Back to school problems

This was my column last Wednesday, June 4.

Classes will open next week. As can be expected, media attention has been focused on this seasonal event since last week, in the process painfully pointing out the million and one things that are wrong with our system.

And precisely because of the intense media attention, everyone in this country who suffers from withdrawal syndrome, if not caught within the glare of television cameras or the flashbulbs of news photographers, have jumped into this annual orgy of blaming and counter-blaming.
I have said this before and I will say it again: If only we focus on the problems of the educational system all year-round instead of paying attention to them only when classes open, perhaps we stand a better chance of really fixing them.

I will give the current hoopla two weeks. Within that period, let us brace ourselves for the inevitable finger-pointing, caterwauling, screeching and pompous grandstanding from our leaders, from parents, and from the usual militants and activists.
Parents will complain about the high cost of sending children to school as if this job description was foisted on them only yesterday.

Government officials will organize Oplan Whatever to deal with the classroom shortages and the other problems only within this period, as if they knew about the opening of classes only last week instead of it being an annual event that operates like clockwork. And some media organizations will sensationalize everything of course to further give the impression that we are a country that can’t get things done.

Once media attention wanes and begins to focus on the next scandal or controversy, expect the problems of the educational system to magically disappear as if they never existed in the first place. We bring the issues to the conscious level only around this time of the year and then relegate them to the freezer the rest of the year. And we ask why we haven’t been able to fix the problems?

Around this time last year, I wrote about creative ways to deal with the perennial classroom shortages. In essence, I said that learning did not have to take place only within the confines of a classroom and that creative teachers can find ways to manage the classroom shortage.
So I hope the focus of the discussion this time around will not just be on how many classrooms we are short of, but more in terms of how to deal with that problem. Hopefully, media will also drag into the discussion businessmen and legislators and ask them how many classrooms they have built in the last year.

This idea of moving the school calendar from the current June to March to a September-June schedule has been floated for quite sometime now. The rationale is that we tend to experience the heaviest rainfall during the months of June to August. We all know the kind of mayhem rains induce in this country—streets get flooded, canals and rivers overflow, traffic is at standstill, etc.

Moving the school calendar out of the rainy season will enable teachers to manage the classroom shortages better as it obviously is just easier to hold classes in open air when it is not raining. Everyone seems to agree that it is a good idea. The problem is that no one seems to have the guts to actually make it happen.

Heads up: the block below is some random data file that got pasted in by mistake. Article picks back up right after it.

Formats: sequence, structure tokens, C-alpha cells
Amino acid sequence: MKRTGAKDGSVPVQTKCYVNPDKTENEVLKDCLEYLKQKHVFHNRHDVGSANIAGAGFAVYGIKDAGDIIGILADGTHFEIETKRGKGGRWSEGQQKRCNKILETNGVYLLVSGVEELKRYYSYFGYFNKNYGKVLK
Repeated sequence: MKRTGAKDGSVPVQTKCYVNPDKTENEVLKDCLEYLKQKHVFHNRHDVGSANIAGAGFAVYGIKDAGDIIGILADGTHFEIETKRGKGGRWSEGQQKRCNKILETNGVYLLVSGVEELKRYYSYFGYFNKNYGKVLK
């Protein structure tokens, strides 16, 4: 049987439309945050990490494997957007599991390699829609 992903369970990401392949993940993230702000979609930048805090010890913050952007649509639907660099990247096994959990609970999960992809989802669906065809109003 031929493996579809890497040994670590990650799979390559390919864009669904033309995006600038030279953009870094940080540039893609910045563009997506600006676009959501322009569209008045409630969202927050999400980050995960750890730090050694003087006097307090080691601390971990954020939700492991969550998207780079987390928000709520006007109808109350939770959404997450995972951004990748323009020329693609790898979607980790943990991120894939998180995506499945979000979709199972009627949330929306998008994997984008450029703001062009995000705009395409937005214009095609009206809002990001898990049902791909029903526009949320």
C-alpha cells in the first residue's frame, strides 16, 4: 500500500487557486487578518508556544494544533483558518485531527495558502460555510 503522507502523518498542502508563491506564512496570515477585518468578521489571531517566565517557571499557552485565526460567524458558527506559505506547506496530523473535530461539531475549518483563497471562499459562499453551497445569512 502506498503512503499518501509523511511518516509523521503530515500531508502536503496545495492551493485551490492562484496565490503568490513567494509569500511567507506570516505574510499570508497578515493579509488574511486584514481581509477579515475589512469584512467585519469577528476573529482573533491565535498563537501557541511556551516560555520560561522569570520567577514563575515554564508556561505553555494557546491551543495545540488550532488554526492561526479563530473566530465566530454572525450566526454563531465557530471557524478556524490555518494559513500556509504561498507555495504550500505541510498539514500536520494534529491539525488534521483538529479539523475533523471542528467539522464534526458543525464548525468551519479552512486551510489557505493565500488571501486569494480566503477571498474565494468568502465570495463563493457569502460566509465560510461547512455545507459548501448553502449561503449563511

The President once again displayed her penchant for micro management when she decreed that schoolchildren who go to public schools should not be required to wear uniforms anymore. To bolster her case, she cited the experience in Europe and the United States where uniforms are not required of schoolchildren. Quite frankly, the comparison stank.

There are a number of reasons why it is a bad idea to require schoolchildren in Europe and the United States to wear uniforms, but two automatically make the comparison invalid. First, they have four seasons and it would be impractical to require different sets of uniforms for winter, spring, or summer. Second, the need to encourage individual expression is just more pronounced in these countries.

The reason cited by the President was economic. The cost of uniforms has increased and a number of families presumably can’t afford to buy uniforms for their children. The logic is that wearing everyday clothes will not be as expensive. I don’t know if that logical deduction can be empirically proven as I think that uniforms tend to be more practical and economical in the long run. If it’s any source of comfort, at least the government did not decree providing free uniforms for all schoolchildren— that would have been pushing mendicancy.

I think that uniforms serve primarily as “equalizer.” When everyone is wearing the same set of clothes, the demographic differences, particularly in terms of economic status, become less pronounced. It reduces discrimination. And then there are the issues about security, identity, pride, etc., that needs to be considered. I think that the last thing we need in this country is for kids to be distinguished in terms of whether they are wearing uniforms or not—or correspondingly, whether they go to private or public schools.

I think the better way to deal with the problem is to even require all schoolchildren in this country, regardless of the school they attend, to wear only one type of uniform the way they do in other Asian countries. It’s like a national uniform for all schoolchildren. And then we can set up a system where students donate old uniforms to the school which then makes it easily available for others who can’t afford to buy new sets. Hopefully the cost would also go down as the quantity of the demand increases.

There are obviously many things that can be done to remedy the problems in the educational system. Perhaps we can do away with solutions that are knee-jerk and populist and instead focus on the ones that are long-term and strategic.


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